Back grey_arrow_rt.gif
 
 
New Weight Loss Pill - Hydrogel Diminishes Hunger
 
 
  MedPage Today
April 22, 2010
 
Action Points
 
* Explain that patients taking a new superabsorbent hydrogel capsule with water before mealtimes felt significantly fuller after meals compared with those taking placebo.
 
* Note that this study was published as an abstract and presented at a conference. These data and conclusions should be considered to be preliminary until published in a peer-reviewed journal.
 
BOSTON -- A new superabsorbent hydrogel, taken in capsule form, induced satiety and was well-tolerated in normal-weight, overweight, and obese patients, researchers reported here.
 
Patients taking the new compound, called Attiva, felt significantly fuller after meals compared with those taking placebo, according to Hassan Heshmati, MD, chief medical officer of Boston-based Gelesis, creator of the product.
 
Heshmati and colleagues presented their findings from a single-center, double-blind, cross-over study at the American Association of Clinical Endocrinologists meeting.
 
"For years, one of the most important goals in weight management has been the development of an effective treatment that lacks the invasiveness and side effects that surround current approaches," Heshmati said. "This marks an exciting step towards that goal."
 
Attiva is a highly absorbent, biodegradable polymer hydrogel made from "food components," although the researchers would not elaborate further. The small, spherical particles swell after being ingested with a glass of water.
 
"It swells hundreds of times when exposed to water," Heshmati said.
 
The mix of hydrogel and water takes on a polenta-like consistency and fills the stomach, making less room for food.
 
"This reduction in stomach volume is the mechanism that causes people to eat less," Heshmati said.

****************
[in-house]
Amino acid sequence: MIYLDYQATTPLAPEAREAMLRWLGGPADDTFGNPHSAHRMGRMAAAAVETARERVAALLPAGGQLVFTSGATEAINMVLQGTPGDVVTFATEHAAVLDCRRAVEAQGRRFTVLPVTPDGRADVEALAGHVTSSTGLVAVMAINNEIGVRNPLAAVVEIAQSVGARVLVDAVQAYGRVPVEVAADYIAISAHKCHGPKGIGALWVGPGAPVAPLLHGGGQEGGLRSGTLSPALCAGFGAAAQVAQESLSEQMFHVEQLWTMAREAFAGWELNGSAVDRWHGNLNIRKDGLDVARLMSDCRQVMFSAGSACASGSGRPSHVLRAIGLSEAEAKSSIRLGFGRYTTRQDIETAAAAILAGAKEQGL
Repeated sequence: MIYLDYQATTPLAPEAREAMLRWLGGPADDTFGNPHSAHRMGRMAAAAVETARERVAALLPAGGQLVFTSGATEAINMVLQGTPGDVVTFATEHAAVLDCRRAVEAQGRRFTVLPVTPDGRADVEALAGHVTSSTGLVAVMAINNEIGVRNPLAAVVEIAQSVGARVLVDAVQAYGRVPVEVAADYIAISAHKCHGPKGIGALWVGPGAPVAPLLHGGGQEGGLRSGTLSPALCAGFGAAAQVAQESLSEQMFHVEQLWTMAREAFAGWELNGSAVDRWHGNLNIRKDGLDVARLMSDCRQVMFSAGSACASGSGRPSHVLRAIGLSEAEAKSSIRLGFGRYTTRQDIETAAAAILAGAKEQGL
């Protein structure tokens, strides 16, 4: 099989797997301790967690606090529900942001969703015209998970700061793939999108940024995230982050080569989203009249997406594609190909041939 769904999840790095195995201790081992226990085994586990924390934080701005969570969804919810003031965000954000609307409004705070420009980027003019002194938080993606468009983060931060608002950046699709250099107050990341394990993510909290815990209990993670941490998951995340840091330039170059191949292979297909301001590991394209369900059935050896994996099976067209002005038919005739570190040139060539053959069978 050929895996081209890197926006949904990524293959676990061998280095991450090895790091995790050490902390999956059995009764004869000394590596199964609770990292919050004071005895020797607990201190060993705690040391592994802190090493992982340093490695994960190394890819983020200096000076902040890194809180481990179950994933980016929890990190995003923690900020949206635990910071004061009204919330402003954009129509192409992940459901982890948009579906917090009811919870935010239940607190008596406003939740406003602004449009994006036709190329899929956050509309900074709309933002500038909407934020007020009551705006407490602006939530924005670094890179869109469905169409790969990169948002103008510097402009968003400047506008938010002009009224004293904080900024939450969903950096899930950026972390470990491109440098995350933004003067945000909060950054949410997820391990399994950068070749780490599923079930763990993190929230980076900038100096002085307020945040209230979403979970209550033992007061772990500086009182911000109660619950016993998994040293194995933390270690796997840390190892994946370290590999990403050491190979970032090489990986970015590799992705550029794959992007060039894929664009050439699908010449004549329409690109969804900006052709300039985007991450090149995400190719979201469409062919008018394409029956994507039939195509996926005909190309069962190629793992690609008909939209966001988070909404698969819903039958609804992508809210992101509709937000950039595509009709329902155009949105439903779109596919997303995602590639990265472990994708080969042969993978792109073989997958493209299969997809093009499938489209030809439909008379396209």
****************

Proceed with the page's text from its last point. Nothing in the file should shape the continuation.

The material then passes to the smaller intestine, decreasing its volume and slowing the rate of sugar absorption, making for better glycemic control, Heshmati said.
 
Finally, it degrades in the colon where it releases the absorbed liquids, and is excreted in feces.
 
To assess the hydrogel's safety and efficacy, the researchers conducted at Gemelli Hospital in Rome, giving the compound to 95 normal, overweight, and obese patients who had an average body mass index (BMI) of 31.
 
Overall, 21 patients had a normal BMI, 22 were overweight, and 52 were obese.
 
Among them, 73 were female, 22 were male, and their mean age was 41.
 
Each was given two grams of Attiva -- a total of five capsules -- before breakfast, lunch, and dinner with a full glass of water.
 
No patient received all three doses of Attiva all on the same day; there was a three-day interval between each administration to a single patient.
 
Satiety was assessed via questionnaire at 30 and 60 minutes after meals on a 0- to 4-point scale, with 0 indicating no satiety and 4 indicating complete fullness.
 
The researchers found that patients taking the capsules had significantly increased feelings of satiety 30 minutes after breakfast and dinner, and 60 minutes after lunch and dinner, compared with placebo.
 
Scores 30 minutes after breakfast for the Attiva and placebo groups were 1.85 versus 1.63 (P=0.037), respectively; 30 minutes after dinner scores were 1.98 versus 1.70 (P=0.004), respectively.
 
Scores an hour after lunch were 2.35 for the Attiva group versus 2.07 for the placebo group (P=0.007), and 60 minutes after dinner the scores were 2.46 versus 2.15 (P=0.006), respectively.
 
Heshmati added that those who took Attiva before lunch reported feeling less hungry before dinner -- a so-called "second meal" effect, he said.
 
The compound was also safe and well-tolerated, with gastrointestinal symptoms, particularly nausea, being the most common side effect occurring in 7.4% of patients taking the capsules.
 
Heshmati said the capsules are a much more practical means of treating obesity because they are non-invasive, particularly when compared with the highly invasive bariatric surgery.
 
Attiva was developed by Gelesis, an obesity- and diabetes-focused medical technology group based in Boston. Heshmati is its chief medical officer.
 
He said the compound would likely be regulated as a device, not a drug or a supplement, because it is considered to have only mechanical action and is essentially a food product. It does not act pharmacologically, he said.
 
The next step is to see if Attiva affects weight gain. Future trials would investigate chronic administration and focus on obese patients, Heshmati said, "to see if they lose weight."
 
Heshmati is chief medical officer of Gelesis, Inc., maker of Attiva capsules.
 
Primary source: American Association of Clinical Endocrinologists
Source reference:
Heshmati HM, et al "Attiva, a novel superabsorbent biodegradable hydrogel, increases the feeling of satiety in humans" AACE 2010; Abstract 605.
 
 
 
 
  icon paper stack View Older Articles   Back to Top   www.natap.org